Danish father shocked by Austrian kidnapping ruling

Claims he “followed law to letter” but court decided taking his son from mother’s car outside kindergarten was illegal

An Austrian judge yesterday reinstated the one year prison sentence against Thomas Sørensen, the Danish father accused of kidnapping his own son in Austria last year.

Sørensen’s original conviction for the same crime was overturned due to a procedural error. He was due to appear in court on the charges in April, but did not show up. At the time, he said that he was afraid that he would be imprisoned by Austrian authorities.

Sørensen attended yesterday’s proceedings and heard the court reinstate his original conviction.

During the trail, Sørensen questioned the branding of his travelling to Austria in April 2013 to retrieve his son as 'kidnapping'.

He told the court that the entire operation took about 10 seconds and that Oliver was not at any time frightened or upset.

“Oliver arrived with his mother at the kindergarten, and I went to the car and opened the door,” Sørensen told the court. "Oliver smiled a huge smile when he saw me and he was never afraid, he just asked me where we were going.”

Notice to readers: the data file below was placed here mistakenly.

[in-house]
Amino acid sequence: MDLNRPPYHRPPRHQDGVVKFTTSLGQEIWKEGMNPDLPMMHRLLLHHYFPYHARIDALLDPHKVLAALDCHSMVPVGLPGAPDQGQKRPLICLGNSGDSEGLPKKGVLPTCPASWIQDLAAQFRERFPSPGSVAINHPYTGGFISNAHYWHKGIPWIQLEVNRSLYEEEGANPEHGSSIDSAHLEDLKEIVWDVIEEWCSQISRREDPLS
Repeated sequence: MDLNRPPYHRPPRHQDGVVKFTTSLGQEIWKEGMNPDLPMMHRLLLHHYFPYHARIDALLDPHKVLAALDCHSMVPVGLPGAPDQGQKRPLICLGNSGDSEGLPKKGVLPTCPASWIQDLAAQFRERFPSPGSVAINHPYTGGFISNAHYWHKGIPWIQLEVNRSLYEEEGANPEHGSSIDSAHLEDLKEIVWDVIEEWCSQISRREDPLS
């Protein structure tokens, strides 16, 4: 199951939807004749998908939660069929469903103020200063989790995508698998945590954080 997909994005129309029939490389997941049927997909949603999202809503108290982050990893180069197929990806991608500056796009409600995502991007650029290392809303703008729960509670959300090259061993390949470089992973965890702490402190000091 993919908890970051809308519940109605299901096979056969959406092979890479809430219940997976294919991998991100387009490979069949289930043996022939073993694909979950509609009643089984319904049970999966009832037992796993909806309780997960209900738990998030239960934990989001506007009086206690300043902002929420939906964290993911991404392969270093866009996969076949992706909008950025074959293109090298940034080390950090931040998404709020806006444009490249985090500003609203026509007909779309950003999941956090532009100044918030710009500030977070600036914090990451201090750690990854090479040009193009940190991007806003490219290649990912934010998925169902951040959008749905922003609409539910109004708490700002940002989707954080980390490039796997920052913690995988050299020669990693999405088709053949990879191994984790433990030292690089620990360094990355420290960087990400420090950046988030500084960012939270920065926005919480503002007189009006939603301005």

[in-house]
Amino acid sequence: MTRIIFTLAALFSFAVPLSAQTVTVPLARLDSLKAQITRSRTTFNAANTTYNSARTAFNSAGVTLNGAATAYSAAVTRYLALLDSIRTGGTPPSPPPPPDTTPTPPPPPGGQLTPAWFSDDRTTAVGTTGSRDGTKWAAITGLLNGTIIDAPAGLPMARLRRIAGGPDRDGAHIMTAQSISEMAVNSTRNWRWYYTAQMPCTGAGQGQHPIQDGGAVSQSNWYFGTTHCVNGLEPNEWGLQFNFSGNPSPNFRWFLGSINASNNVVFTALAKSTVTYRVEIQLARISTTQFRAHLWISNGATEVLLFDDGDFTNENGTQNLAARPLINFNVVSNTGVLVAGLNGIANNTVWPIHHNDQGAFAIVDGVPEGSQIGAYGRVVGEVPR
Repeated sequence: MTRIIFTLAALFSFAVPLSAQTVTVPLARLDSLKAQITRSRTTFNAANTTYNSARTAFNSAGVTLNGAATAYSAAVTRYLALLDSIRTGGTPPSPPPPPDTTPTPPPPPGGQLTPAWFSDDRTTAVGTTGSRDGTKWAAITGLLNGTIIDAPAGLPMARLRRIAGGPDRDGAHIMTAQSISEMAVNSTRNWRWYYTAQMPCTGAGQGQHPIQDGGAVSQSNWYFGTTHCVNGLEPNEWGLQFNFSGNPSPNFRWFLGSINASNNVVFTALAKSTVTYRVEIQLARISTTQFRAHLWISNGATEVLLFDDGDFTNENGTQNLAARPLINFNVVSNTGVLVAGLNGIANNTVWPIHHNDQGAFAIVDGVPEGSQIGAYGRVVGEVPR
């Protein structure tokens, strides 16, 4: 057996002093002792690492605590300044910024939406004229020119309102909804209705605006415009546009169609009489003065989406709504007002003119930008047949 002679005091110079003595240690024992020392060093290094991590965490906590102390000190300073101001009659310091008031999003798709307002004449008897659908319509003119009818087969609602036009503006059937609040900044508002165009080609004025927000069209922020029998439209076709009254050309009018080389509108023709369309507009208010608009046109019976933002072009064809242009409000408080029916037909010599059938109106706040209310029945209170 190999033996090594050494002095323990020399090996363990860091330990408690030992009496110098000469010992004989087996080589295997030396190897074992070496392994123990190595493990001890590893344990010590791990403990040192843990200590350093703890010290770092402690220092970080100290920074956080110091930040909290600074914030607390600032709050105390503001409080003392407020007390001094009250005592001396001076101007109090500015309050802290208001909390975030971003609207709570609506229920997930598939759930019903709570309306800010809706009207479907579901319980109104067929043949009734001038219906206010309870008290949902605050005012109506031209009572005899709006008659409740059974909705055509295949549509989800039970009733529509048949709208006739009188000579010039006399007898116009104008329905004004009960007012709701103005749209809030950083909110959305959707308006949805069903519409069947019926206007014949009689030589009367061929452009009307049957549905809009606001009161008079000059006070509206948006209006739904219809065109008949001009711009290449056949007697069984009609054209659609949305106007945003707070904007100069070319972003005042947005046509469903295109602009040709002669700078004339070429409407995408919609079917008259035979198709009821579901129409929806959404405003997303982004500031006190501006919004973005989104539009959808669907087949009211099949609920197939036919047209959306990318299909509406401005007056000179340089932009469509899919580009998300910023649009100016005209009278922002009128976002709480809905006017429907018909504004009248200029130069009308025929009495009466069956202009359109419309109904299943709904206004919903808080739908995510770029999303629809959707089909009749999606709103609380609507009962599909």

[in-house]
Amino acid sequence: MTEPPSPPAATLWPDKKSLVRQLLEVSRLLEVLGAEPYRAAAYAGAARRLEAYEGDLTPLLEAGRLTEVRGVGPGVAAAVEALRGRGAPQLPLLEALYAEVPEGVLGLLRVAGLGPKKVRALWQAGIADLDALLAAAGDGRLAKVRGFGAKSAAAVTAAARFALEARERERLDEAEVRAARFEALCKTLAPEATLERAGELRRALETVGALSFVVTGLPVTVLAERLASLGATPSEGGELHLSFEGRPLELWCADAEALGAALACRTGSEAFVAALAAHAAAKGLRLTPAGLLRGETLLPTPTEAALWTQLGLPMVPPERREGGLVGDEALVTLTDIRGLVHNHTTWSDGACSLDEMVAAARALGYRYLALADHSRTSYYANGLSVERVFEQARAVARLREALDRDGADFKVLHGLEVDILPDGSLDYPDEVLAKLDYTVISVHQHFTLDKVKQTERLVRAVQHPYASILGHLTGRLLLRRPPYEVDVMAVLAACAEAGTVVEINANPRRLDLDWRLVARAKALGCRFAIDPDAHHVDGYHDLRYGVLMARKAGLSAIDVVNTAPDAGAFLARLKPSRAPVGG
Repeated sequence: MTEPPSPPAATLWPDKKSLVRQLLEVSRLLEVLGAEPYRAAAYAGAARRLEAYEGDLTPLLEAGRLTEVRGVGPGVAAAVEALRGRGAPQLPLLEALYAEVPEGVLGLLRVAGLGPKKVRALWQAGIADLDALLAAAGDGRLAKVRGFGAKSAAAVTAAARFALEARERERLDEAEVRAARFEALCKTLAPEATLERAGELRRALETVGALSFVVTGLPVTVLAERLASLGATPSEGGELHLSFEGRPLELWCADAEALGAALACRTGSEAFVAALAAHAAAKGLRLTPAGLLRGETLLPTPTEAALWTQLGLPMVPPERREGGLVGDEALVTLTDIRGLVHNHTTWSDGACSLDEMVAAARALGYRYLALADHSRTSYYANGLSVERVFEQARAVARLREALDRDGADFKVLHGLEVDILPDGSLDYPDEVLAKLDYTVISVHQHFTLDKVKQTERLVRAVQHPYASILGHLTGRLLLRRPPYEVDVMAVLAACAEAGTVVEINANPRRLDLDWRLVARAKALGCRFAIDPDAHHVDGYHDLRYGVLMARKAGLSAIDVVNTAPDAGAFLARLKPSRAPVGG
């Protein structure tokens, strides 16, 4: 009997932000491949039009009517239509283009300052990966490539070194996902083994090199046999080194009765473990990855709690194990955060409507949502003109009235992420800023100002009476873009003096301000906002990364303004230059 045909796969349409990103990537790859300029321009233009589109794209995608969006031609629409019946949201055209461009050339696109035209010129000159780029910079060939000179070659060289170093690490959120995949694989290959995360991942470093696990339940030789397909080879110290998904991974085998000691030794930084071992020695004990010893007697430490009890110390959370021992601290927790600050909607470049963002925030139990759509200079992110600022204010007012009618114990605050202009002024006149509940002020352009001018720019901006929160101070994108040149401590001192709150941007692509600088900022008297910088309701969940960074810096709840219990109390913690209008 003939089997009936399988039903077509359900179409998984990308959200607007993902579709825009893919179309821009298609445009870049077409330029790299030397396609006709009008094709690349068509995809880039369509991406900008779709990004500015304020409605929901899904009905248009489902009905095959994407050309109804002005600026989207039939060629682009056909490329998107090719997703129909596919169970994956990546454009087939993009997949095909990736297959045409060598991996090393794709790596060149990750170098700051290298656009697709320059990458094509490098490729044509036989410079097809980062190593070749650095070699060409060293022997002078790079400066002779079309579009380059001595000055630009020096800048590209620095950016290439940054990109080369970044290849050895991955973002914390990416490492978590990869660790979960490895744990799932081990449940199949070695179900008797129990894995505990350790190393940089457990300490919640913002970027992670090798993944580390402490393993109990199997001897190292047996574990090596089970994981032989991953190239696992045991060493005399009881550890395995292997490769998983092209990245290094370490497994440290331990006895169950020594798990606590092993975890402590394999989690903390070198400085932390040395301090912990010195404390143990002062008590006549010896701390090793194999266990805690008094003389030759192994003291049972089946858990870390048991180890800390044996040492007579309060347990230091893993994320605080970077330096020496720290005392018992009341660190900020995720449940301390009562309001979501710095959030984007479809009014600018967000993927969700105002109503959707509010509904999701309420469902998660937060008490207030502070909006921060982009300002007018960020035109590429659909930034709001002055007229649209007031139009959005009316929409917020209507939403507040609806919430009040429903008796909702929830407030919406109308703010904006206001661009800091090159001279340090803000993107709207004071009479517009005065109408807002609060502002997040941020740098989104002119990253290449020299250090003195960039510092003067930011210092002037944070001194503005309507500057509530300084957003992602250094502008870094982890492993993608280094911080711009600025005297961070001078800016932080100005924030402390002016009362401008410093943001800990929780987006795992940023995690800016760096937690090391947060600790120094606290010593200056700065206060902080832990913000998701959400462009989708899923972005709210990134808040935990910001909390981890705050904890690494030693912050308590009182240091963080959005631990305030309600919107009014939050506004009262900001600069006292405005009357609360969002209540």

Another witness told the judge that she did not see Sørensen put Oliver in the car, but heard his mother's reaction.

“I saw a car driving away and heard a panicked woman screaming,” she said. “I thought at first there had been an accident.”

Oliver's mother, Marion Weilharter, told that witness that she had been restrained by another man while Sørensen took Oliver. Sørensen has always denied that Weilharter had been held. He told the court that he was focused on Oliver during the incident, so he wasn’t really aware of Weilharter’s state.

Sørensen was accompanied to Austria this time with witnesses, including a representative from the Justice Ministry, who were there to explain to the court why Sørensen believed he had not violated any laws by taking his son back to Denmark.

“I have followed Danish law to the letter,” he told the press. “Austrian courts do not recognise Danish law.”

Sørensen said he was shocked and saddened by the decision.

“It is unfair. I never wanted all of this drama, I just want Oliver to have both of his parents,” he said.

Sørensen he is still deciding whether he will appeal the verdict.

“Although it is an unfair judgement, it is not in Oliver’s best interest to continue this case.”

Sørensen has returned to Denmark, where the boy remained during the trial.

Weilharter told the court that when Oliver was taken, “I was afraid I would never see my son again.”

Sørensen said that he has tried, via various agencies, to allow Weilharter to have contact and joint custody of Oliver.

“She has refused to come to Denmark to see him for over a year. I do not know what else I can do,” he said.